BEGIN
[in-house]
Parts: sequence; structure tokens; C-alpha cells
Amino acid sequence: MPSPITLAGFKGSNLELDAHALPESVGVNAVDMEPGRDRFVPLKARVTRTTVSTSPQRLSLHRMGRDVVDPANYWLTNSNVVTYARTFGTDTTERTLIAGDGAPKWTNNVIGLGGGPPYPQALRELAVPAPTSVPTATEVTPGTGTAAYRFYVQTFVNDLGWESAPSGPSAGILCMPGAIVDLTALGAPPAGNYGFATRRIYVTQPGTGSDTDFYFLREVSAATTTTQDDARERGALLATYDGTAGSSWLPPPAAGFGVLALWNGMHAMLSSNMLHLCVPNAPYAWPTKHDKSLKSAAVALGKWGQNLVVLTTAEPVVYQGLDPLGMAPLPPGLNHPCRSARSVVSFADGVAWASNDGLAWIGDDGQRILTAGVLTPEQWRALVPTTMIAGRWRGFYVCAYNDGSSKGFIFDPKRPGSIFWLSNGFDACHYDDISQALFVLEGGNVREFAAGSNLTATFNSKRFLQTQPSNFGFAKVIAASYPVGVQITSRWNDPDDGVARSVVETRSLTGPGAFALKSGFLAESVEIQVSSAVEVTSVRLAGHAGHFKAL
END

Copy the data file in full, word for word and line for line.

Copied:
[in-house]
Parts: sequence; structure tokens; C-alpha cells
Amino acid sequence: MPSPITLAGFKGSNLELDAHALPESVGVNAVDMEPGRDRFVPLKARVTRTTVSTSPQRLSLHRMGRDVVDPANYWLTNSNVVTYARTFGTDTTERTLIAGDGAPKWTNNVIGLGGGPPYPQALRELAVPAPTSVPTATEVTPGTGTAAYRFYVQTFVNDLGWESAPSGPSAGILCMPGAIVDLTALGAPPAGNYGFATRRIYVTQPGTGSDTDFYFLREVSAATTTTQDDARERGALLATYDGTAGSSWLPPPAAGFGVLALWNGMHAMLSSNMLHLCVPNAPYAWPTKHDKSLKSAAVALGKWGQNLVVLTTAEPVVYQGLDPLGMAPLPPGLNHPCRSARSVVSFADGVAWASNDGLAWIGDDGQRILTAGVLTPEQWRALVPTTMIAGRWRGFYVCAYNDGSSKGFIFDPKRPGSIFWLSNGFDACHYDDISQALFVLEGGNVREFAAGSNLTATFNSKRFLQTQPSNFGFAKVIAASYPVGVQITSRWNDPDDGVARSVVETRSLTGPGAFALKSGFLAESVEIQVSSAVEVTSVRLAGHAGHFKAL